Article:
The Last Voyage of Somebody the Sailor
Although John Barth has at times been too clever for his own good, as in the pretentiously dull GILES GOAT-BOY and the even more monumentally unreadable LETTERS, his undeniable genius for baroque narrative orchestration has resulted in three of the most interesting and pleasurable fictions of the past few decades: the mock eighteenth century novel, THE SOT-WEED FACTOR, the Chinese-box ficciones of LOST IN THE FUNHOUSE, and now, what may well prove his best novel to date, THE LAST VOYAGE OF SOMEBODY THE SAILOR. If this “mid-size” novel—this garden of forking paths and narrative delights—has a fault, it is its not being long enough, as long as the works which inspired it: THE THOUSAND AND ONE NIGHTS, the Indian OCEAN OF STORY, Cervantes’ DON QUIXOTE, James Joyce’s FINNEGANS WAKE, and all those vast novels and still vaster encyclopedias which Jorge Luis Borges preferred to imagine rather than write.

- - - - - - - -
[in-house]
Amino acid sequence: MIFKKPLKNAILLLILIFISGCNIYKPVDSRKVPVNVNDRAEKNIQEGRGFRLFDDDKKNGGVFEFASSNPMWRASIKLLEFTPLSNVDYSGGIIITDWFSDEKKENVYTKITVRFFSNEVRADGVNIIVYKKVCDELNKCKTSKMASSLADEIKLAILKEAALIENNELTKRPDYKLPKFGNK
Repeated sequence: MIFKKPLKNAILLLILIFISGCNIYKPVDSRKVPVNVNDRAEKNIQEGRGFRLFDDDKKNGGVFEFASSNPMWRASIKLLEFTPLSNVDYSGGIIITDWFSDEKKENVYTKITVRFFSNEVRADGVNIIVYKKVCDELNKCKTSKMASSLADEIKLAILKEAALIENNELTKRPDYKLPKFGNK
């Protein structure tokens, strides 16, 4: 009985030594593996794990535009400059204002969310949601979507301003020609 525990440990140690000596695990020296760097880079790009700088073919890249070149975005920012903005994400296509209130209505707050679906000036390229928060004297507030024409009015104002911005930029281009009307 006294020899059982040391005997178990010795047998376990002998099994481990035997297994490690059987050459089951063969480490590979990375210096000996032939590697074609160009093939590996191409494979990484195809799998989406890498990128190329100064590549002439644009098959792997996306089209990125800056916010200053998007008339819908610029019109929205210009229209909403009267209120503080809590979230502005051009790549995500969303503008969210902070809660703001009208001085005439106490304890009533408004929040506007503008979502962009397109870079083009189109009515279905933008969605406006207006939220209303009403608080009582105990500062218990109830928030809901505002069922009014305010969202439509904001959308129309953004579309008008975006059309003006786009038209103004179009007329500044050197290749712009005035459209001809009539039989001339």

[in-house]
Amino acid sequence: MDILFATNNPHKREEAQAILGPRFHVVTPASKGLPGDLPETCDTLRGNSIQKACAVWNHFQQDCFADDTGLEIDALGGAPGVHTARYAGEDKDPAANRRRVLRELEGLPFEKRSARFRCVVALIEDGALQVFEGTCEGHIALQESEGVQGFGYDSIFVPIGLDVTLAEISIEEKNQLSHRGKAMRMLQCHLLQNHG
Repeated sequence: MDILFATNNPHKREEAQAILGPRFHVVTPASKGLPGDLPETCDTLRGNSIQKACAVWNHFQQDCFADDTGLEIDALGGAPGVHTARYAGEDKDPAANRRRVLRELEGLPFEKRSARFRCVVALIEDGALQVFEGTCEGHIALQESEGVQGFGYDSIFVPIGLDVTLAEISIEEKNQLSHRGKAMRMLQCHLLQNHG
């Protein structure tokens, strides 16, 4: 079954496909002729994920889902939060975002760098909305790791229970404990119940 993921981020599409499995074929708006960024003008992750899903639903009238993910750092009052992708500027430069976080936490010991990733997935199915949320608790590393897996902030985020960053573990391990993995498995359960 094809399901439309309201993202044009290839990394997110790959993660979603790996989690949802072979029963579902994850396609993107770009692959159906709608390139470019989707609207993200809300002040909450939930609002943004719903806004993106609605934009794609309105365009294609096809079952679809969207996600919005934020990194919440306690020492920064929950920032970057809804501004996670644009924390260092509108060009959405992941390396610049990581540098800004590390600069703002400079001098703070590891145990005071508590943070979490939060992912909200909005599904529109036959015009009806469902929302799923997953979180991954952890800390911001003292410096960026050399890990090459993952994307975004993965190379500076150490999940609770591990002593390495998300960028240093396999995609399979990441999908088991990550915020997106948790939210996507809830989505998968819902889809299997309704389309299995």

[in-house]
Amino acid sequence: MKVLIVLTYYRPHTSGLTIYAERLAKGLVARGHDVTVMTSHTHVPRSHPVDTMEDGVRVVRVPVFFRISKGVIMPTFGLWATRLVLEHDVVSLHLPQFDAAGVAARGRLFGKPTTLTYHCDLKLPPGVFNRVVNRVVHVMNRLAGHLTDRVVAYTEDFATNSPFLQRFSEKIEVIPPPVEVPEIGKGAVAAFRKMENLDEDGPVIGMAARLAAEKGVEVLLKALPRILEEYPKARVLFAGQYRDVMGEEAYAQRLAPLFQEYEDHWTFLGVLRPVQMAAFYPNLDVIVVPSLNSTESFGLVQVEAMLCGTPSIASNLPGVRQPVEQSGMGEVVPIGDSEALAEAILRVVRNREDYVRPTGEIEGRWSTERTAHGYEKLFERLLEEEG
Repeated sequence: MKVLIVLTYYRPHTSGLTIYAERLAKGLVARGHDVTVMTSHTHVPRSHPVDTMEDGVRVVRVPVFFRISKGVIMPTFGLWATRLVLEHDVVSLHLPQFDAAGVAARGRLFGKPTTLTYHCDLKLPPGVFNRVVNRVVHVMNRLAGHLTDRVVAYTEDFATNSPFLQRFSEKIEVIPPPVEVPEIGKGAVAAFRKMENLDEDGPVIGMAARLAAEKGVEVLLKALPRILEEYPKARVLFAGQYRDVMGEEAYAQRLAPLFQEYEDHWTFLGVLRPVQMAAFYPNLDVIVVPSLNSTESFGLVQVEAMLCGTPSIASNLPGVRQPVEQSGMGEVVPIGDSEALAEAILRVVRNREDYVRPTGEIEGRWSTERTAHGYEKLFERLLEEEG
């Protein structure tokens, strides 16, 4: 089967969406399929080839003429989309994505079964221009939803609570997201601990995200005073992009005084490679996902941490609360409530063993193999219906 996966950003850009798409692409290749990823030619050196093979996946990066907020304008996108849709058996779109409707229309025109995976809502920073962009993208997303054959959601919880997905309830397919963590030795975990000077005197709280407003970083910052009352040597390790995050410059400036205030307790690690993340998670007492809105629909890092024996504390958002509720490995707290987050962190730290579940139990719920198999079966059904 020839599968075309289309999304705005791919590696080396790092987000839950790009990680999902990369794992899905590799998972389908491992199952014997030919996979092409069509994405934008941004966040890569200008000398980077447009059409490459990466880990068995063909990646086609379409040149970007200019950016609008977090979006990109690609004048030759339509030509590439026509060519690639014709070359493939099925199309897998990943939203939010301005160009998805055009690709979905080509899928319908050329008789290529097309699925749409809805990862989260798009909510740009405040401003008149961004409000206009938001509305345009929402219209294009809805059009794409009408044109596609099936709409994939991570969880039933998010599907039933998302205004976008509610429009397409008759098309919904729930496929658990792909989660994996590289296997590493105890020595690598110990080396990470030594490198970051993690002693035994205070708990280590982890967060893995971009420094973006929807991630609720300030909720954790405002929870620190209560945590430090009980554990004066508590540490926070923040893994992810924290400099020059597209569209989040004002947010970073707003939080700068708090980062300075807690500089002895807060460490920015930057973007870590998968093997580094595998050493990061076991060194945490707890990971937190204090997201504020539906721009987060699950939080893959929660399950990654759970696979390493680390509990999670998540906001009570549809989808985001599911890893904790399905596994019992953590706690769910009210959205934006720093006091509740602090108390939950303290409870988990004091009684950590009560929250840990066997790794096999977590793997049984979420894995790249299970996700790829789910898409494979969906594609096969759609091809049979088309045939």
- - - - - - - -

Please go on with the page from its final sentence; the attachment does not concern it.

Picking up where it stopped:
The premise of Barth’s novel is deceptively simple. Baylor (Born Simon William Behler), a writer of declining years, popularity, and potency (sexual as well as literary), confined to a hospital bed (in what may be a mental hospital), tells his “familiar stranger” (a doctor or nurse) the story of the six nights he once upon a time swapped tales with none other than Sindbad the Sailor back in old Baghdad. Sindbad’s rehashing of his six adventures and Baylor’s telling of how he came to be where he is eventually merge not only with one another but with a host of other autobiographical narratives. All, however, manage to...
(The entire section is 631 words.)